Outside of death and taxes, the only other thing that scares most people is ‘change”. I believe in change. Change can come in two ways: sought out and happenstance. Like most people, I’ve experienced both, but it’s the latter that is sometimes the hardest to adjust to.
For twenty-some-odd years I was a successful children’s book author and illustrator, mostly doing funny, cartoon-style books. Fourteen years ago when my wife and I moved to northern New England, I decided to join our town’s volunteer fire department. Working from home, I had the flexibility to respond anytime, particularly during the daylight hours which is a rare thing in rural areas when most people have jobs that either take them out of town or limit their ability to respond. A few years into my avocation I chose to write and illustrate a serious book depicting the realistic challenges firefighters face. Two more “fire” books led to using “water” as the theme. In 2001 I started working with the U.S. Coast Guard Air Station Cape Cod to research a book about search and rescue at sea. Several flights and multiple photographs later, the book began to take form.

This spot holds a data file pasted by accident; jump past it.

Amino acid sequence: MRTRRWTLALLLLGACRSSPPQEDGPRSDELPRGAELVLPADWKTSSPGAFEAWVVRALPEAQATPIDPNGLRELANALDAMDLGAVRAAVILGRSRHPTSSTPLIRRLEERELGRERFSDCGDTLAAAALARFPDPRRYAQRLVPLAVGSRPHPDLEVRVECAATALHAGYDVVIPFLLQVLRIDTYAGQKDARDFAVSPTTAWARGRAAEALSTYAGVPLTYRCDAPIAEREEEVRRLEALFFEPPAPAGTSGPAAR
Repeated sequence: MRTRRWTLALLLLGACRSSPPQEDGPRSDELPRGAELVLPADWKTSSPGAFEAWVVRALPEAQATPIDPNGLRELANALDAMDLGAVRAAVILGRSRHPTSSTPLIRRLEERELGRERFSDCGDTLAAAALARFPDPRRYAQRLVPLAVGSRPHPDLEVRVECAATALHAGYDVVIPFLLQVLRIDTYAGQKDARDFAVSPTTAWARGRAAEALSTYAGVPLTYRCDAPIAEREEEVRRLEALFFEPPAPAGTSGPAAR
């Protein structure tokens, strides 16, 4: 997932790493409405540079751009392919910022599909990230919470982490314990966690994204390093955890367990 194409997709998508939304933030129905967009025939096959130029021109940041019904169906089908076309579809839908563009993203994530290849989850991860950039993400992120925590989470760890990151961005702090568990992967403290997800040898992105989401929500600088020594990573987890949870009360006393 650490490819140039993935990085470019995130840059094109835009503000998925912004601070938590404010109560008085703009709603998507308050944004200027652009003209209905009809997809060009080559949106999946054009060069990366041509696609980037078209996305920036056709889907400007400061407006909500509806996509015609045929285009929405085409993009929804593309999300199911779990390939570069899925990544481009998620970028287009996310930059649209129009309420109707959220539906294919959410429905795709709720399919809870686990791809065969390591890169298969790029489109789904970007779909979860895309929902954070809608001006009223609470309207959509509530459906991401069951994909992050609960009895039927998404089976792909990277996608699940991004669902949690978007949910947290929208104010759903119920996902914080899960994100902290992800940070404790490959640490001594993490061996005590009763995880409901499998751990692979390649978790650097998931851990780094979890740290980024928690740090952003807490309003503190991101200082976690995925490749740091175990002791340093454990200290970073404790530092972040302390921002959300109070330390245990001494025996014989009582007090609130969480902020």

While I was in the midst of this project, I found out about the Coast Guard art program. I had loved working with the Air Station and wanted to continue exploring this military branch. After being accepted, I immediately began painting everything from search and rescue missions to the mundane duties of preparing meals in the ships’ galleys. This stylistic change from cartoon to realism was tapping into something deep within me. It was also a return to a style I’d done as a kid: drawing pictures of my heroes.
Meanwhile, change in the publishing front, threw me a curve. My adventure books were not meeting the publisher’s expectations and with the completion of a book on the Hurricane Hunters, I was out. As this reality hit and lack of work followed, I struggled with this change thrust upon me. And then last year, one cold February day, I was invited by the Coast Guard Public Affairs office to spend two weeks aboard patrol boats in the Persian Gulf documenting their work guarding the oil platforms off the coast of Iraq. Manna from heaven. I was thrilled.
Throughout the year, I worked on several paintings depicting the action in the Gulf, recently receiving a public service award from the Commandant. But I didn’t do the paintings for that reason. The door that opened many years ago as a volunteer firefighter, began a new chapter in my life that was totally unexpected. I’m not a thrill junkie. What makes me happy is getting to glimpse the lives of the people I chronicle: people willing to put themselves in harm’s way in order to save others. Change, in this sense, turned out to be a good thing.
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